In 2013, if you see a queue outside a shop and someone says that it’s for an ASICS, you don’t fall back in surprise. In fact you almost expect it. In this era where Patta, Ronnie Fieg and a whole host of other collaborators are partnering to give late 1980s and early 1990s technical running a push like never before, we recently wandered into a store to pick up some Jordans and were told that sizes were still available because kids went straight to the Slam Jams came out the same morning. That’s kind of amazing. In a world where people lose their mind over technical running designs, ASICS’ lifestyle wing is destined to be one of the kings of the castle. When we saw the Nike Air Base II retro we were sure Nike Sportswear was responding to the popularity of silhouettes like the Gel Saga, and it’s doubly curious given Nike’s origins as BRS in partnership with Onitsuka Tiger (who turned into Tiger ASICS in the late 1970s). While this whole shoe thing tends to operate in cycles, other than its retro status, ASICS hype is something different and a hint that the new breed of hoarder isn’t as close-minded as the over-excitable stereotypes suggest.
While the Gel Saga II was never a shoe that had us too hyped back in the day, we respected the black and grape colourway a great deal and Jay in ‘Clerks’ wore that thing well. The original Gel Saga dropped in 1990 as a mid-price alternative to ASICS’ fancier offerings, but 1992’s Saga II took the formula and elements like that heel tab and branded midsole and made it all a little sleeker and a little more detailed to give the Saga its own identity. The smaller women’s Saga II sizes seemed to have a different midsoles with the tunnels in the midsole that the old X-Caliber had. The Gel Saga might have gotten a little puffier in its advancing years but it’s a more appealing prospect to us — this high mileage design’s Gel heeled comfort and that matter-of-fact heel branding beats the same old crap, and ASICS’ legitimacy can never be questioned.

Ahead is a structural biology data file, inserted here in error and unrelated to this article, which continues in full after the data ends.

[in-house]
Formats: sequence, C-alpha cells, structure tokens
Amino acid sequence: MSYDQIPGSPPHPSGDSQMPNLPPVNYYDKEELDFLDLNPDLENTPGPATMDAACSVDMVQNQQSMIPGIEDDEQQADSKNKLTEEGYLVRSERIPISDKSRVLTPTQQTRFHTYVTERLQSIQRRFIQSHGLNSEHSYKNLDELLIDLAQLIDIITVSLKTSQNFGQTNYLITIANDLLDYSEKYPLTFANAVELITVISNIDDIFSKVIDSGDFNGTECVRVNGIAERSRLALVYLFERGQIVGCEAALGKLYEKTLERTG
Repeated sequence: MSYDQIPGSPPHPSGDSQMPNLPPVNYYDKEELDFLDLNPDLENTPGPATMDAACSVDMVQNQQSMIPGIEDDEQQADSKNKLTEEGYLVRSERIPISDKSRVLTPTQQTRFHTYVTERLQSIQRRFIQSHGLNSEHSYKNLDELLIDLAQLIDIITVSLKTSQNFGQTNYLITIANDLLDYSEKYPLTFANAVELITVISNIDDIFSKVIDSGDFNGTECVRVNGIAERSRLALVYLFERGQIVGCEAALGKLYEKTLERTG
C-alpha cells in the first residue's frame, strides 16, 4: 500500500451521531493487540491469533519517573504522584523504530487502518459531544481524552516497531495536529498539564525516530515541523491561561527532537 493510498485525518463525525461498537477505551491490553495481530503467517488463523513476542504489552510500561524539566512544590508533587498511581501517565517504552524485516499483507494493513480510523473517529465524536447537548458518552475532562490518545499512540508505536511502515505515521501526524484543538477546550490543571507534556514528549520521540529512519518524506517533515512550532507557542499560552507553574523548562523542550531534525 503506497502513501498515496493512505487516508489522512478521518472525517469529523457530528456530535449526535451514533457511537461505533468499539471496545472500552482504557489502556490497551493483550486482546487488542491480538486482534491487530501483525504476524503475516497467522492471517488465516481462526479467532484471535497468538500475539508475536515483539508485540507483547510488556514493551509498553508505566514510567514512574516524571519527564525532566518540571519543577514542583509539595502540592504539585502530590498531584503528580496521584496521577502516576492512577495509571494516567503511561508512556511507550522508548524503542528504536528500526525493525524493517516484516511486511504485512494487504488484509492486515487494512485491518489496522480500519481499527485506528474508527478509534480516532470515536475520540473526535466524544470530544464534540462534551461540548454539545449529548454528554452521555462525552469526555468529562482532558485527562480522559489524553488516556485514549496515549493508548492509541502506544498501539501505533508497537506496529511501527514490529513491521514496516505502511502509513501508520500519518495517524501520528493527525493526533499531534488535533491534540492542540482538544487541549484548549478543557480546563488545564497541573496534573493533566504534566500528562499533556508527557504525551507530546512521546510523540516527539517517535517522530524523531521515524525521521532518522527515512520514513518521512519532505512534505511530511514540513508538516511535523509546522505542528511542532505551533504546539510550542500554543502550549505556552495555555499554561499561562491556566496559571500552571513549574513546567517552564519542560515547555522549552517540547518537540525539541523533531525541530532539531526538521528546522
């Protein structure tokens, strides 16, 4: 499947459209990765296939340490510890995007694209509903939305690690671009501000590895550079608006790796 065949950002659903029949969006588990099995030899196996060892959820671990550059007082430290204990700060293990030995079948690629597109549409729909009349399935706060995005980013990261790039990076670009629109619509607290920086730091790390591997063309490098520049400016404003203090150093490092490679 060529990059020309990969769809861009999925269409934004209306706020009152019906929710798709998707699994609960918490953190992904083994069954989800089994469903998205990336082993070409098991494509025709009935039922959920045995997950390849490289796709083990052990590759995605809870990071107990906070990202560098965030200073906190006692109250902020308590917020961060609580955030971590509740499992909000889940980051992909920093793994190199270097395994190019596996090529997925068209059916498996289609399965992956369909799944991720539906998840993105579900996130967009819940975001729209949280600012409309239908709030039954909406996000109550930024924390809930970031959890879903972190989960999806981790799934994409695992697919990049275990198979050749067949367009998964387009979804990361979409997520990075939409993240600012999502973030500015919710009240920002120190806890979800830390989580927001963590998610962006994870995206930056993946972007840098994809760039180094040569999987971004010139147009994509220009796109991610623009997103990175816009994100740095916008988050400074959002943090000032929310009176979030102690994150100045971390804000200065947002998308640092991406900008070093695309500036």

While we’re not tripped out by ASICS’ popularity at the moment, what is very trippy is that Proper’s GT-II makeover (a pioneering collaboration) is nearly a decade old. Where did the time go? This pair of colourways is pretty trippy too — while nothing’s testing the original brace of colourways the Saga II original dropped in, this duo of new spring makeups comes in a crowdpleasing black, grey and orange (you may have noticed that we’re quite fond of that combination) and a blue, both with colouful midsoles to match the current post-Lunarlon love of eye-catching foams, plus speckles, just to capture another retro footwear zeitgeist